Q. Ever spoken with Jackie Joyner-Kersee who has a tennis connection?
VENUS WILLIAMS: I got to see her the other night, all the women in the hallway. It met her when I was younger, but I haven't spoken to her since.
Q. The US Open is so intense, the travel from the city, so many other things going on to make this a spectacle. With the kind of madhouse that it is, is there anything you do to sort of keep grounded or have a little fun non-tennis, whether it's hanging out with your sister, going shopping?
VENUS WILLIAMS: Not necessarily. I'm always very happy after a win, but mostly just rest, try to save my energy, try not to get unfocused, try to I guess, really focus on the tennis. So I don't do anything in particular.
Q. You're one of the few people that has been able to grow up as a junior player, get into the pro ranks with a sibling. How important has that been in your formation?
VENUS WILLIAMS: I think that's the way it's always been. We've always been training together for life. It's normal for me. I wouldn't have it any other way. I couldn't imagine it any other way. For me it's a perfect circumstance.
Q. Can you describe how the US Open is different than the other Grand Slams.
VENUS WILLIAMS: I think the US Open is really, really intense. That's just the take I get on it. It's just really intense. I feel the intensity I think of just the city, just all the people. The stadium's huge. Just very intense.
Q. Are you still in the fashion business?
VENUS WILLIAMS: Yes, I am.
Q. Are you going to take part in the in the Bryant Park festivities?
VENUS WILLIAMS: I want to be in the quarterfinals or finals. That's my main goal. I probably won't be at Bryant Park. I'm trying to be here.
Q. Do you view the fashion competition as that? I mean, do you feel as if now a lot of the top women are competing to see whose outfits might get the most attention or the most buzz?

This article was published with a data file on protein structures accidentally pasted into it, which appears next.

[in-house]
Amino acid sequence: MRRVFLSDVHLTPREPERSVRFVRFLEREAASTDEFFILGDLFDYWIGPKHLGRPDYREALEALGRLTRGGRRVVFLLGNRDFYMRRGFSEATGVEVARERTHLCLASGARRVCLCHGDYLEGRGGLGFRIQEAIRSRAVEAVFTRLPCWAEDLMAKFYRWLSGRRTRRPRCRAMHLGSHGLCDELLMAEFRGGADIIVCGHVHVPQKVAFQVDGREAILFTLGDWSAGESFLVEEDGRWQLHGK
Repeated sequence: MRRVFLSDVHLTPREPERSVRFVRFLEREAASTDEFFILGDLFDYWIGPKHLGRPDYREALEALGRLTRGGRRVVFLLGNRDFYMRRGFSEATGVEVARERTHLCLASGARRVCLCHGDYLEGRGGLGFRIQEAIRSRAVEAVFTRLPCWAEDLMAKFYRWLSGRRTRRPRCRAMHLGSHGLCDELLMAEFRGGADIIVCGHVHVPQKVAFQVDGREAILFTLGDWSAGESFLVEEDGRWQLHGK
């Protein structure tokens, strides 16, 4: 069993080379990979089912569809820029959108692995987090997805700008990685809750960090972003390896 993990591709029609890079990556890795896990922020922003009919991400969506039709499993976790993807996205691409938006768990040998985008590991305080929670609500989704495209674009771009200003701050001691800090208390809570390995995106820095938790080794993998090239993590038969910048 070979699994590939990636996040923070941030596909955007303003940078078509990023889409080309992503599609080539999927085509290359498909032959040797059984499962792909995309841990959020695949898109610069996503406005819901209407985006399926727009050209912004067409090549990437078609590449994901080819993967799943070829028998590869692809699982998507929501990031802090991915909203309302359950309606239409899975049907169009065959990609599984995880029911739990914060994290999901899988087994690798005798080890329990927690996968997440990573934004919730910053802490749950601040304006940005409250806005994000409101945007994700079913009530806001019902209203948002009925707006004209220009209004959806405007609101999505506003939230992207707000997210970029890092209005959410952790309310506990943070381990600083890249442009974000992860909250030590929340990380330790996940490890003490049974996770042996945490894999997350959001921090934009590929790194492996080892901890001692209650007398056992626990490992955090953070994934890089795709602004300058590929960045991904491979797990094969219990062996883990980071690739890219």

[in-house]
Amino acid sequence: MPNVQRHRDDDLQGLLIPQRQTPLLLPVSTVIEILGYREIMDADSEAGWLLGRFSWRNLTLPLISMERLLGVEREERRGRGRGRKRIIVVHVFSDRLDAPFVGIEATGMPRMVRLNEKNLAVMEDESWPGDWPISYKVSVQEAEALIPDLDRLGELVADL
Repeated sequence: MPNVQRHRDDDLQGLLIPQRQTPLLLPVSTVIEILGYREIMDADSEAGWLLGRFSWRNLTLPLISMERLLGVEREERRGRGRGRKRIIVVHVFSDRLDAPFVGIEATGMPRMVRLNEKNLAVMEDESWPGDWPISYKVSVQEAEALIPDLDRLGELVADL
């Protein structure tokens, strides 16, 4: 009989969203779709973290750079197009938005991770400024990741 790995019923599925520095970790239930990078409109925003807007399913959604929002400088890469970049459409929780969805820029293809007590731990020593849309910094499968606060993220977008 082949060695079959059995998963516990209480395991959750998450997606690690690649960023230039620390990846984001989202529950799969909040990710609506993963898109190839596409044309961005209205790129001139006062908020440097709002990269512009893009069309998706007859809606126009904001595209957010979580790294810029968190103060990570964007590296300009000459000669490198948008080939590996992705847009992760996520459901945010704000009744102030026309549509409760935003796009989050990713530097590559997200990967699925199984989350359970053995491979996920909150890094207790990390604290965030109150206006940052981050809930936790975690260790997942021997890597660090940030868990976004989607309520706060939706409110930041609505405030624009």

VENUS WILLIAMS: Personally, as far as the way I look at fashion, just for me, it's just about being me. I guess that's the way it's always been for Serena and I. Things we wear are our personality.
As far as the other women, I don't know what their goal is. But I just want to wear something that's me on the court.
Q. You must check out what other women and players are wearing, think that's a great idea or...
VENUS WILLIAMS: Yes, not all designs are successful.
Q. Have you ever offered any unsolicited advice on the tour?
VENUS WILLIAMS: Serena and I, it was funny, we took manufacturing concepts in school. After that class we had learned all the fashion lingo in that class: silhouettes, acceptable, all the stuff when you're at the fashion show, everybody's talking the lingo.
When you get in the class, all of a sudden you're talking the lingo. I mean, I feel like a fool. But, yeah, not everything's acceptable.
Q. Coming back to tennis, you're clearly in what everyone's considering the toughest half of the draw. The point has been made several times today, whereas normally in a regular draw you might have had one or two more matches to find your groove before the heavy game had to start. You're only about a match away from when you start hitting phenomenal players to play. How do you feel you'll be going into that?
VENUS WILLIAMS: I feel fine. More than anything, what I ask is to be in the draw, because last year I wasn't even in the draw. I had no chance. I was a spectator. So for me it's just important for me to be here. Whoever I play, they're across the net. I'm controlling what's on my side. If I execute, it goes pretty well.
It's all about me for me.
Q. Normally you play your career and then get into business. The paradigm has totally changed. It's simultaneous. Can you comment on the opportunities out there for elite athletes in business, as well as just the endorsement arena?